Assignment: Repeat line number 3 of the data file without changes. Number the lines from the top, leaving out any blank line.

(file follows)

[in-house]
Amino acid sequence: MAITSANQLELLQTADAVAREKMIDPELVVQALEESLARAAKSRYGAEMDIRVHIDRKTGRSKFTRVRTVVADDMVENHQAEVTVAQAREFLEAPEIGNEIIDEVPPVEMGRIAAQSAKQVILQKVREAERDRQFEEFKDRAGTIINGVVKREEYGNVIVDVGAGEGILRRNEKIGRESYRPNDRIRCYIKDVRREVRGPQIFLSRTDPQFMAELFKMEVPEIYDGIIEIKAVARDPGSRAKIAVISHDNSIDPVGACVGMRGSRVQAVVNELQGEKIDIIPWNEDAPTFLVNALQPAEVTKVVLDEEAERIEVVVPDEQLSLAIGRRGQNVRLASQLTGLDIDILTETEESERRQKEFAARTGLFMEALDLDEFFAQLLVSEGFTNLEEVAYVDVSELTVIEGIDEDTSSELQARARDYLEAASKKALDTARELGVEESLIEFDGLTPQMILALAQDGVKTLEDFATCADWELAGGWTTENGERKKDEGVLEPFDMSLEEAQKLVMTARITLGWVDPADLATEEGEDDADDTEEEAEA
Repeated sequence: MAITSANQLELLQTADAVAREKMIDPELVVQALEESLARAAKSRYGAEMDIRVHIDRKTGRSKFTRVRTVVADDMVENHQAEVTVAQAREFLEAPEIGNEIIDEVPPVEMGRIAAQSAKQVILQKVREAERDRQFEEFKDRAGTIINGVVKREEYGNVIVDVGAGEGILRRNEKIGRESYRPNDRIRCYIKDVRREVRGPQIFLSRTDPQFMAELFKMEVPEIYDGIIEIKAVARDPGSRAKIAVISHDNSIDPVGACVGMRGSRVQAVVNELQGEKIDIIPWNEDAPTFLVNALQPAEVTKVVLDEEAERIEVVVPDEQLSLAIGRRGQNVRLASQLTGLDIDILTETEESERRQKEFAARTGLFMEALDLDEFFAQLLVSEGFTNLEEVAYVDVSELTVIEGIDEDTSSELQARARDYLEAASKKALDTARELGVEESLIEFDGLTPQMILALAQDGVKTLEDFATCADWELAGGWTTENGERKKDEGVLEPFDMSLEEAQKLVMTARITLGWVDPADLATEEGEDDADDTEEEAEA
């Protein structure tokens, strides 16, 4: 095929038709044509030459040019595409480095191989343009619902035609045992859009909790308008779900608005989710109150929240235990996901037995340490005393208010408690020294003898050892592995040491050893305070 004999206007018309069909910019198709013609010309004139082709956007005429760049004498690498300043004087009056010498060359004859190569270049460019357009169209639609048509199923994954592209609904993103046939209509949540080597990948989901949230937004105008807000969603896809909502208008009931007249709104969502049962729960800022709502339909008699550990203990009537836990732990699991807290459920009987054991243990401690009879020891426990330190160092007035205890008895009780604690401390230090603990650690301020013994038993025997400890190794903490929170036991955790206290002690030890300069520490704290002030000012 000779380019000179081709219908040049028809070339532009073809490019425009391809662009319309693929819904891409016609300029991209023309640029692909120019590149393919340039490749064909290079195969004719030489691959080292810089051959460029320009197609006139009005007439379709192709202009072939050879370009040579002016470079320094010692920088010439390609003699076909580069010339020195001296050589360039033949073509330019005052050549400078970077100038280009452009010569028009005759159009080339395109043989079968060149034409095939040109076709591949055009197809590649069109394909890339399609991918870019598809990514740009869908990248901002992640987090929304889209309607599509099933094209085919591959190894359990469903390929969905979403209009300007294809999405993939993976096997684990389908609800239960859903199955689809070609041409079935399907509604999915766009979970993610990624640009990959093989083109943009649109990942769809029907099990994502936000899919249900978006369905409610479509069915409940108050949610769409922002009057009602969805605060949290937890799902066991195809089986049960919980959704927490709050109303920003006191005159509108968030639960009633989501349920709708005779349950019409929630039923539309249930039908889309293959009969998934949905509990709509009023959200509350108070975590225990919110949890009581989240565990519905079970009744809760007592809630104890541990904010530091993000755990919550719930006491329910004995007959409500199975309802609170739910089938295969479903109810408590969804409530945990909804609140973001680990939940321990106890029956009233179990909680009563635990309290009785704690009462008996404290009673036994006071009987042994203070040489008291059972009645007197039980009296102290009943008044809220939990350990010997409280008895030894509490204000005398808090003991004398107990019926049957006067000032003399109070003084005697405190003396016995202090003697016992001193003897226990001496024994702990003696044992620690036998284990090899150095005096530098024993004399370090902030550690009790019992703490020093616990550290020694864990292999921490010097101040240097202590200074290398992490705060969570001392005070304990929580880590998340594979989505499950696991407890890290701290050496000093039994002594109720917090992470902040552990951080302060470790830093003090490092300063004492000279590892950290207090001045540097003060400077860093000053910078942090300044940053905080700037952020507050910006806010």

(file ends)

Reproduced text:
Repeated sequence: MAITSANQLELLQTADAVAREKMIDPELVVQALEESLARAAKSRYGAEMDIRVHIDRKTGRSKFTRVRTVVADDMVENHQAEVTVAQAREFLEAPEIGNEIIDEVPPVEMGRIAAQSAKQVILQKVREAERDRQFEEFKDRAGTIINGVVKREEYGNVIVDVGAGEGILRRNEKIGRESYRPNDRIRCYIKDVRREVRGPQIFLSRTDPQFMAELFKMEVPEIYDGIIEIKAVARDPGSRAKIAVISHDNSIDPVGACVGMRGSRVQAVVNELQGEKIDIIPWNEDAPTFLVNALQPAEVTKVVLDEEAERIEVVVPDEQLSLAIGRRGQNVRLASQLTGLDIDILTETEESERRQKEFAARTGLFMEALDLDEFFAQLLVSEGFTNLEEVAYVDVSELTVIEGIDEDTSSELQARARDYLEAASKKALDTARELGVEESLIEFDGLTPQMILALAQDGVKTLEDFATCADWELAGGWTTENGERKKDEGVLEPFDMSLEEAQKLVMTARITLGWVDPADLATEEGEDDADDTEEEAEA